Why Printed Tickets are Better Than the Rest
If you’re an avid concert-goer, you’ve probably heard of “restrictive paperless tickets.” These awkward electronic tickets interfere with ticket buyers’ ability to give their purchased tickets away as gifts, or in the event that plans change (which, let’s face it, they often do), re-sell tickets to earn their money back.
The logic behind restrictive paperless tickets is simple, and some companies offering these kinds of tickets are stating they have good intentions behind the idea.
However, despite the reported intentions of subverting ticket scalpers who use computer software to secure tickets for the best seats at events, and re-sell them for outrageous mark-ups, the real effect of restrictive paperless tickets has put consumers at a clear disadvantage.
Your Tickets Should Be Real
Picture this: you decide to buy your 13-year-old daughter a ticket to a concert she wants to go to with her friends. After waiting several weeks until the day of the show, you wonder why her ticket hasn’t appeared yet in the mail.
That’s when you realize when you bought a restrictive paperless ticket, which requires that you not only validate the ticket inside the venue by bringing the exact same credit card you used to buy it in the first place, but you must also validate the ticket inside the venue by using your own photo ID.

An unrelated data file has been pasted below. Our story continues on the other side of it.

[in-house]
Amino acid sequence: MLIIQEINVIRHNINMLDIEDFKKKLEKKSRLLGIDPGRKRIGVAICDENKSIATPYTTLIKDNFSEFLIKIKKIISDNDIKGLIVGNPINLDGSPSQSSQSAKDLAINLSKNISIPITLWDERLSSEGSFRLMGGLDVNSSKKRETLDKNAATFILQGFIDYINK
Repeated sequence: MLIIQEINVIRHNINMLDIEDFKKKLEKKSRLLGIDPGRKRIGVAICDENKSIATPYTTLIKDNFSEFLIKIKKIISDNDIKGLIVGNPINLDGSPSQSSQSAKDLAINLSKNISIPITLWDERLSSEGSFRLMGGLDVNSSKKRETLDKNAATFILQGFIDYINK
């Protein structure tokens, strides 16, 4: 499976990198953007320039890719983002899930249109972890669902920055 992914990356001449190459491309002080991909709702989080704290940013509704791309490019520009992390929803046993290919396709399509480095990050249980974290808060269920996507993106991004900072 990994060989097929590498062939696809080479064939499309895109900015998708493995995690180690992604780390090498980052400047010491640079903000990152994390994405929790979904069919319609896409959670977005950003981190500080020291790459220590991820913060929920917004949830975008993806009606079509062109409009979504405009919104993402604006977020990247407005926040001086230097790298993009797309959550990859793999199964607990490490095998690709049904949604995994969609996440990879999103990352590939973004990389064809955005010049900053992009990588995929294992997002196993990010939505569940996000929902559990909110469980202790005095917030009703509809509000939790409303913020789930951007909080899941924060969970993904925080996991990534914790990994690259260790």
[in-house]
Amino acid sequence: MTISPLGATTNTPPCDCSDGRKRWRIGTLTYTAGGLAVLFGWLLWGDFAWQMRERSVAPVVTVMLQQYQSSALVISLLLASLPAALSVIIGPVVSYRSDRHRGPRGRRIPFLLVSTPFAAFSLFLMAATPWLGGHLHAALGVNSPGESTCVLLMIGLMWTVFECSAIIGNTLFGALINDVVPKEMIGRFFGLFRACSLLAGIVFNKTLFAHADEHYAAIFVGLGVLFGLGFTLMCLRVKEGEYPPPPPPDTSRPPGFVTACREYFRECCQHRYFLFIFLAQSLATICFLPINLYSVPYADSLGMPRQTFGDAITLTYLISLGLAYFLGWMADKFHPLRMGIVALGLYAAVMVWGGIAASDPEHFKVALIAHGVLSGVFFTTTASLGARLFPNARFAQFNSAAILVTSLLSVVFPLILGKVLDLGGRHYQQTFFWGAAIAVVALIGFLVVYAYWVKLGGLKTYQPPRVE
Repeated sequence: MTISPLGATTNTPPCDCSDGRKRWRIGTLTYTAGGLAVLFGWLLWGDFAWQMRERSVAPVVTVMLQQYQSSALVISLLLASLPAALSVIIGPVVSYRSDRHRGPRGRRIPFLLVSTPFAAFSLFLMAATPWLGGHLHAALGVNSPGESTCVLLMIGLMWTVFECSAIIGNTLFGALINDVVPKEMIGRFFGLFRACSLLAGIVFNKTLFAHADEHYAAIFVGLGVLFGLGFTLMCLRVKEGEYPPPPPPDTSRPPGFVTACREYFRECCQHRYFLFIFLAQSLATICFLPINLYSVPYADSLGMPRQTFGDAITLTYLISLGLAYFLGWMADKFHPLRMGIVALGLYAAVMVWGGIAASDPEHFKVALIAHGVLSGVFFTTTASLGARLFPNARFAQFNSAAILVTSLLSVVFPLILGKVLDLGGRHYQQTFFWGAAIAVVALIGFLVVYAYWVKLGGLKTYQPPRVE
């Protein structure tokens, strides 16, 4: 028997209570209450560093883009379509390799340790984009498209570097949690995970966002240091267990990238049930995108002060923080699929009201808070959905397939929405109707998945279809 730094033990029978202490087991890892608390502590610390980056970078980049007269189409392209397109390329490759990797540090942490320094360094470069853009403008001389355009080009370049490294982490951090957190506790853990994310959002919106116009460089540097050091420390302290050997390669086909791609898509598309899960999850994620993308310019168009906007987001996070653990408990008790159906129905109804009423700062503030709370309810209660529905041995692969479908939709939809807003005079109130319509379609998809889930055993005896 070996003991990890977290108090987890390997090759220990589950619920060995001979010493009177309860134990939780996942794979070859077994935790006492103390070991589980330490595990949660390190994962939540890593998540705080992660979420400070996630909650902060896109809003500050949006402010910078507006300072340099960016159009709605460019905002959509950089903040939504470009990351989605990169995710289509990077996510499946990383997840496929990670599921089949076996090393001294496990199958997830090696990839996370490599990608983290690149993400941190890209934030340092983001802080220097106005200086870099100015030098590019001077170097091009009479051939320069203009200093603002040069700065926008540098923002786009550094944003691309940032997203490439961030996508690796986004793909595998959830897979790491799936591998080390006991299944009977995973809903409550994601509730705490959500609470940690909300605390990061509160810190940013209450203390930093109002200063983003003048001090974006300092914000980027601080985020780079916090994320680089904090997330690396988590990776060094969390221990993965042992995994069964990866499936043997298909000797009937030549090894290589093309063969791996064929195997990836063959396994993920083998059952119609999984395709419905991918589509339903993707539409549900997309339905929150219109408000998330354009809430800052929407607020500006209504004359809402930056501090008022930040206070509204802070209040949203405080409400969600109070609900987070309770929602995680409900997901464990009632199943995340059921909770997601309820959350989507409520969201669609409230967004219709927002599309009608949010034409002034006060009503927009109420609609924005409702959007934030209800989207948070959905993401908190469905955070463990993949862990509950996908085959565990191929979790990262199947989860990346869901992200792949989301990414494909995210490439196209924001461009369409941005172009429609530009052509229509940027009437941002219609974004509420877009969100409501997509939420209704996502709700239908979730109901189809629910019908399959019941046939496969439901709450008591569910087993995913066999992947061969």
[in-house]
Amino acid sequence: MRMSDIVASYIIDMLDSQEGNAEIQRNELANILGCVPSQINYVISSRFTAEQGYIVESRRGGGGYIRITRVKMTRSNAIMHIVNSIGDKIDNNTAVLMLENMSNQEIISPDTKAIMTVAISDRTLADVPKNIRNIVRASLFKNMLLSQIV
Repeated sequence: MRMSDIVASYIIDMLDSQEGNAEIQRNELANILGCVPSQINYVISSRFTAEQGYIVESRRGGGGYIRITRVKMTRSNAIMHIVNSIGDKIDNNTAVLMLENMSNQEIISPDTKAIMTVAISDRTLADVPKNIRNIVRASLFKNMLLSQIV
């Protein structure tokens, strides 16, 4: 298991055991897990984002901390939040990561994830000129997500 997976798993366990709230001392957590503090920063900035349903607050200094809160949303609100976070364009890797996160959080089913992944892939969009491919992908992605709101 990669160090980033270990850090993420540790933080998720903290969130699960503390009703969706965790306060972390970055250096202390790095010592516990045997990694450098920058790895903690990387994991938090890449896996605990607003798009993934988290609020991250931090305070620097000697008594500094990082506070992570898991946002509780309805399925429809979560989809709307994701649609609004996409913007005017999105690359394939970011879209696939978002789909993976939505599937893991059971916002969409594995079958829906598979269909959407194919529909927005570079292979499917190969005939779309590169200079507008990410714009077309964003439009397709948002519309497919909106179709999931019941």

Talk about frustrating and inconvenient! What’s the best way to get around this? Order a real-life, secure, printed paper ticket.
With secure printed tickets, ticket sellers can add unique security features that will help them validate tickets, without putting you (the consumer) at a disadvantage.
Consumers Come First
Though paperless tickets are a good idea to prevent ticket scalpers from up-charging for premium seats, paperless tickets also prevent ticket brokers from giving buyers the chance to buy tickets at prices lower than face value.
It seems the real effect of restrictive paperless tickets would be eliminating the “open market” with event tickets rather than helping to prevent scalpers from ripping people off.
With no open market, ticket buyers will have no price options for tickets because everything will be sold at the same price. It would also effectively give the companies naming the prices the ability to charge anything they wanted.
While ticket scalping is certainly a problem that needs attention, it seems that paperless tickets would cause more trouble than they’re worth. Secure printed tickets could be the answer we’re looking for.